Scroll to Top
Follow us on:

Michael Atkinson test drives Bentley’s Continental GT Convertible

By Michael Atkinson on 3rd September 2019

There’s a problem with the Bentley Continental GT Convertible. In Scotland. Scottish weather, even in the height of summer, rarely provides convertible moments. That means that you drive the vast majority of the time with the hood up. And therein lies the next problem with the GTC – wind. Scotland has wind. Often a lot of wind. Here the Bentley Continental GTC shares an affinity with Scotland as it seems to have challenges with wind too. When you get up to a certain speed, with the hood up, the wind can sometimes howl through the car. The noise was noticeable enough that when it first happened, I got terribly concerned that I was merrily speeding along and hadn’t closed the driver’s door properly and that it may suddenly spring open and be ripped off halfway down the motorway after hitting the crash barrier.

Of course, it’s impossible not to close the door properly on a Bentley as the doors close for you. Pull the door nearly closed, but not quite, and the Bentley smoothly sucks the door firmly into place. They also stop exactly where you want them to stop when you open them. They are precision doors. Unlike other cars where you push open the door and it may fly outwards and you have to grab it quickly before it crashes into the side of the car next to you, that doesn’t happen with a Bentley door. For if you push it an inch, it moves only an inch, pull it open a foot and it opens only a foot. These are two of the small details that make a Bentley a Bentley. The attention to detail is extraordinary.

Bentley Continental GT Convertible 8

The wind issue will be the last and only negative comment that I will make about the Bentley Continental GTC. For if I was asked to describe the Bentley Continental GTC in one word, it would be ‘stunning’. This is a simply stunning vehicle. The latest evolution of the Continental GT sees some design changes which contemporise and refresh a car which was first launched back in 2003, the first release by the luxury car marque under its Volkswagen AG ownership. It was a pivotal moment in Bentley’s more recent history, the Continental GT seeing Bentley finally break free from the design shackles of its association with Rolls-Royce which saw it for a number of years lose its independent style and historical sportiness, becoming merely a Rolls-Royce badged as Bentley.

The most noticeable design differences in the latest GT versus older models is to the front and rear. The new grill at the front is stylishly imposing, big, bold, but beautiful. The rear has been re-modelled, giving oval shaped ruby break lights and a sharper boot shape. The whole car is sleek and curvaceous, but at the same time, looks slightly more muscly and toned than its previous incarnation.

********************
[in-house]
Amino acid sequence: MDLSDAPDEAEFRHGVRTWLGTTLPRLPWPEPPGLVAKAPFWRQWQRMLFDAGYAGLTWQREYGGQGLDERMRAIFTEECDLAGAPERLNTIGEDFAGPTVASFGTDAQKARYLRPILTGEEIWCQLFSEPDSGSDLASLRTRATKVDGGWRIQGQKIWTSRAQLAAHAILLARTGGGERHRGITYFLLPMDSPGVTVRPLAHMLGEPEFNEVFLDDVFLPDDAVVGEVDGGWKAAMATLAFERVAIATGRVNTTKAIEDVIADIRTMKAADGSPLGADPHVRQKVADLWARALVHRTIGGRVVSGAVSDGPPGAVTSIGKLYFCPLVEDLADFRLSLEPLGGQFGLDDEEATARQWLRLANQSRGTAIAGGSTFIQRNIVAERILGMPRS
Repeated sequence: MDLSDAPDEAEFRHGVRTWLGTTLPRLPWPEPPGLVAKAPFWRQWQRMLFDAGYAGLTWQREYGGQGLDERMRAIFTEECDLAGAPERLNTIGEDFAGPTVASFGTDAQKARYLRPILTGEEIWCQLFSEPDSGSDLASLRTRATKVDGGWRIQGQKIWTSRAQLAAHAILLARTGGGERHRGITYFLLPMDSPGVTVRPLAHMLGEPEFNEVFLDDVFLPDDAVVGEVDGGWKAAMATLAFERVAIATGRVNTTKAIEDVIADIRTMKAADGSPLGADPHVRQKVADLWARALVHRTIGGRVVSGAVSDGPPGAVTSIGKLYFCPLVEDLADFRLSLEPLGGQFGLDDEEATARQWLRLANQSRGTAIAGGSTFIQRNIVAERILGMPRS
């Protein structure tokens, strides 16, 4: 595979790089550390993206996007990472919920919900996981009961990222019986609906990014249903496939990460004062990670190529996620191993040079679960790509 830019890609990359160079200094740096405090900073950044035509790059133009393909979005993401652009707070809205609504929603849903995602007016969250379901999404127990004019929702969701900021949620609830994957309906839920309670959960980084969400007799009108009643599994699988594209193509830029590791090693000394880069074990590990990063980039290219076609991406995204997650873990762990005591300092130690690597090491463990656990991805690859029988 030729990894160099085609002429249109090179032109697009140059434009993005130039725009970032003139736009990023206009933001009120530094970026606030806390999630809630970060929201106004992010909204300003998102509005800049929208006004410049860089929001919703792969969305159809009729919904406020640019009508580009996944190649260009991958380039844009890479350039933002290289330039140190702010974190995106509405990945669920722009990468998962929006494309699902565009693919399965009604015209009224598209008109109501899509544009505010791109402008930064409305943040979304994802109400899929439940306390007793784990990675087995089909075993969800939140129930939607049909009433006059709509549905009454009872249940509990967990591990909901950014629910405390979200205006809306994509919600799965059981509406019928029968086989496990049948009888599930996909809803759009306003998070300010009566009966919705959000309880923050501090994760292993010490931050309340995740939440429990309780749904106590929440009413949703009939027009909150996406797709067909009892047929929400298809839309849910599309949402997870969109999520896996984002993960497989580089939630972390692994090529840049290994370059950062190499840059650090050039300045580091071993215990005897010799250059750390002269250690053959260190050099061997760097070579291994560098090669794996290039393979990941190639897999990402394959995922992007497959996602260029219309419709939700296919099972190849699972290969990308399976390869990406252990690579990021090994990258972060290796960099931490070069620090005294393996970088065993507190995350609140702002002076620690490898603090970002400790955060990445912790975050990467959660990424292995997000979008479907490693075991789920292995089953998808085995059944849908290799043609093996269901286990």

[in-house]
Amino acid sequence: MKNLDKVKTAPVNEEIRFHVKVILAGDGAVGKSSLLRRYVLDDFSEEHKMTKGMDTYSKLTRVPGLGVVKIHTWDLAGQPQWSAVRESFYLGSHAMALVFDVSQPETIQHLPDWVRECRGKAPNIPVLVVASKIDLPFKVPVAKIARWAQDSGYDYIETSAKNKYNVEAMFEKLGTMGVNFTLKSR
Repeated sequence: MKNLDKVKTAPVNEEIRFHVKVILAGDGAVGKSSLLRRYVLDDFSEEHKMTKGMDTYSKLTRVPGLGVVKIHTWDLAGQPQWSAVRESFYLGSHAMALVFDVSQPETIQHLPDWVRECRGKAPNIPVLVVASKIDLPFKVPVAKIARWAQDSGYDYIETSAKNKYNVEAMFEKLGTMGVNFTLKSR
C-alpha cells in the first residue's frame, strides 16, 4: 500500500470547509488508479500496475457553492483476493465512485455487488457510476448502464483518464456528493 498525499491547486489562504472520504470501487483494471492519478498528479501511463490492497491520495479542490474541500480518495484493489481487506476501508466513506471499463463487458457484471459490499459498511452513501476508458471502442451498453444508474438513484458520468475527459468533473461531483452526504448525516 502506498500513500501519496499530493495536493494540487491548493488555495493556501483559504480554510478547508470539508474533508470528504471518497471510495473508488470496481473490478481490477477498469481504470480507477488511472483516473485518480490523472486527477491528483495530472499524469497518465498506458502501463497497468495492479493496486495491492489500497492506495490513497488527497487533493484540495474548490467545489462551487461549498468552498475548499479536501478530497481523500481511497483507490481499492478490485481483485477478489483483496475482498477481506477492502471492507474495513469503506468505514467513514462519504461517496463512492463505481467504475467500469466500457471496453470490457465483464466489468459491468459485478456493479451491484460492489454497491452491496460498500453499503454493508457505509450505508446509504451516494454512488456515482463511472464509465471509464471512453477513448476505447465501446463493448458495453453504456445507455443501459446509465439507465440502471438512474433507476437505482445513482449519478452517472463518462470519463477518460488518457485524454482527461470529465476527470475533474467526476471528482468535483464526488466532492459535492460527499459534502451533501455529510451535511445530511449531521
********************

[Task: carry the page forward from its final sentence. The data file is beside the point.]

Bentley Continental GT Convertible 8

Stepping inside is to enter an exquisite world. The dashboard is like that of a luxury fighter jet. Like something that should be more at home in a James Bond Aston Martin, the video screen display in the centre console flips at the touch of a button to be replaced with three analogue old world circular dials – a compass, a chronometer and an outside temperate gauge. Perhaps a slightly gimmicky idea, but the gauges do look good, although I suspect few Continental GT owners navigate by way of a compass, especially when there is a high-tech satellite navigation system that projects your directions onto the front windscreen immediately over the top of the steering wheel.

The leather seats envelop you with softness and comfort. My wife and I many years ago stayed at friend’s house and had one of the best ever night’s sleep. The bed was so comfortable, it was like sleeping on a cloud. The next morning, our host revealed that it was the result of a ‘mattress topper’ and we subsequently purchased one and have used one on our bed ever since. Slipping into the driving seat of the Bentley is like driving on a seat which has a permanent mattress topper. It is a driving comfort like I have never experienced before. If you’re feeling stressed, switch on the massage setting.

Bentley Continental GT Convertible 8

The Bentley Continental GT is also a car that comes with a built-in butler. When you close the door, a chrome device offers up your seatbelt, so that you don’t have to stretch back to get it. It’s as if you’re being offered up a glass of champagne on a silver tray. When you open the door, the seat moves back to provide more space and comfort for you to step out, as if the maitre d’ has just arrived and pulled back your chair as you leave the table of your Michelin starred restaurant.